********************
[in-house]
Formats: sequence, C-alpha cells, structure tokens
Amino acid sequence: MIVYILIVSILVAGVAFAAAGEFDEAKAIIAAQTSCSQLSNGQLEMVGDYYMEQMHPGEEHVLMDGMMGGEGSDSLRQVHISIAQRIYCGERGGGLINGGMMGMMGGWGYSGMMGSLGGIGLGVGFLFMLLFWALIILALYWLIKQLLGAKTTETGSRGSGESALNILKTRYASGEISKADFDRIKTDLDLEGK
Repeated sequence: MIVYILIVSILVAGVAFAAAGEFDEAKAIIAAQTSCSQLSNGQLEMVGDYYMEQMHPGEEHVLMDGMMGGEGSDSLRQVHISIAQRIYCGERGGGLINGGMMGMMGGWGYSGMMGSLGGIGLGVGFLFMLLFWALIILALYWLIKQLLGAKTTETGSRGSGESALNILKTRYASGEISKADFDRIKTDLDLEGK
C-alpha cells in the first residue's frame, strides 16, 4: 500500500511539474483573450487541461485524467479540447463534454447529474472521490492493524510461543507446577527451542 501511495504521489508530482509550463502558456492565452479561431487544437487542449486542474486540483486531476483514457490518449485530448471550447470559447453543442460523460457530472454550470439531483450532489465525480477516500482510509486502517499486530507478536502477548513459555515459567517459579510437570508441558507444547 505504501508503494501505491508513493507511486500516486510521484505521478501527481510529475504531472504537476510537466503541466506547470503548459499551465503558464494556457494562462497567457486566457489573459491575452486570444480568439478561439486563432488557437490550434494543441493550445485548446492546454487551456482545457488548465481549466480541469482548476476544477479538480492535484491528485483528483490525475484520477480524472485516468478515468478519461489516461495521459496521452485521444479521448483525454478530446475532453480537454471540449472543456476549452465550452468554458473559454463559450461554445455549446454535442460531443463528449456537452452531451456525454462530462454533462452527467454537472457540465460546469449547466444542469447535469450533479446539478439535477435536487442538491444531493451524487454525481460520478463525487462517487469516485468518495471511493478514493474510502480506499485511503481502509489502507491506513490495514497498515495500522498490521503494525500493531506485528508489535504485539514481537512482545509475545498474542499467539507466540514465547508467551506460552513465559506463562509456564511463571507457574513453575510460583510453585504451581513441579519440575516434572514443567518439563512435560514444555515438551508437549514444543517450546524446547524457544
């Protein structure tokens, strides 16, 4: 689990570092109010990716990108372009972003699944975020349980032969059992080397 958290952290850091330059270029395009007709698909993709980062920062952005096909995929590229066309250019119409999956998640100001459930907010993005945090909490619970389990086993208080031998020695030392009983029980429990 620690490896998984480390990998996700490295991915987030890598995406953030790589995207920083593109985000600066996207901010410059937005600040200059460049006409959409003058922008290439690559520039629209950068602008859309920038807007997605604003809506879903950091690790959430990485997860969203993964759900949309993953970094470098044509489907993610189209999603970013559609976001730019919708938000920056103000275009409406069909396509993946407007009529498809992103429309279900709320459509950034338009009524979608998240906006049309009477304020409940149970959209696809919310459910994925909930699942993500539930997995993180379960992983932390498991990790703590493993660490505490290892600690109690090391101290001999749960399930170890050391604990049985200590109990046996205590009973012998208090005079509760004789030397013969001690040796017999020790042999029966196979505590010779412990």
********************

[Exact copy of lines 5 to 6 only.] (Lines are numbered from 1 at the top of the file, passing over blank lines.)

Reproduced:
C-alpha cells in the first residue's frame, strides 16, 4: 500500500511539474483573450487541461485524467479540447463534454447529474472521490492493524510461543507446577527451542 501511495504521489508530482509550463502558456492565452479561431487544437487542449486542474486540483486531476483514457490518449485530448471550447470559447453543442460523460457530472454550470439531483450532489465525480477516500482510509486502517499486530507478536502477548513459555515459567517459579510437570508441558507444547 505504501508503494501505491508513493507511486500516486510521484505521478501527481510529475504531472504537476510537466503541466506547470503548459499551465503558464494556457494562462497567457486566457489573459491575452486570444480568439478561439486563432488557437490550434494543441493550445485548446492546454487551456482545457488548465481549466480541469482548476476544477479538480492535484491528485483528483490525475484520477480524472485516468478515468478519461489516461495521459496521452485521444479521448483525454478530446475532453480537454471540449472543456476549452465550452468554458473559454463559450461554445455549446454535442460531443463528449456537452452531451456525454462530462454533462452527467454537472457540465460546469449547466444542469447535469450533479446539478439535477435536487442538491444531493451524487454525481460520478463525487462517487469516485468518495471511493478514493474510502480506499485511503481502509489502507491506513490495514497498515495500522498490521503494525500493531506485528508489535504485539514481537512482545509475545498474542499467539507466540514465547508467551506460552513465559506463562509456564511463571507457574513453575510460583510453585504451581513441579519440575516434572514443567518439563512435560514444555515438551508437549514444543517450546524446547524457544
């Protein structure tokens, strides 16, 4: 689990570092109010990716990108372009972003699944975020349980032969059992080397 958290952290850091330059270029395009007709698909993709980062920062952005096909995929590229066309250019119409999956998640100001459930907010993005945090909490619970389990086993208080031998020695030392009983029980429990 620690490896998984480390990998996700490295991915987030890598995406953030790589995207920083593109985000600066996207901010410059937005600040200059460049006409959409003058922008290439690559520039629209950068602008859309920038807007997605604003809506879903950091690790959430990485997860969203993964759900949309993953970094470098044509489907993610189209999603970013559609976001730019919708938000920056103000275009409406069909396509993946407007009529498809992103429309279900709320459509950034338009009524979608998240906006049309009477304020409940149970959209696809919310459910994925909930699942993500539930997995993180379960992983932390498991990790703590493993660490505490290892600690109690090391101290001999749960399930170890050391604990049985200590109990046996205590009973012998208090005079509760004789030397013969001690040796017999020790042999029966196979505590010779412990």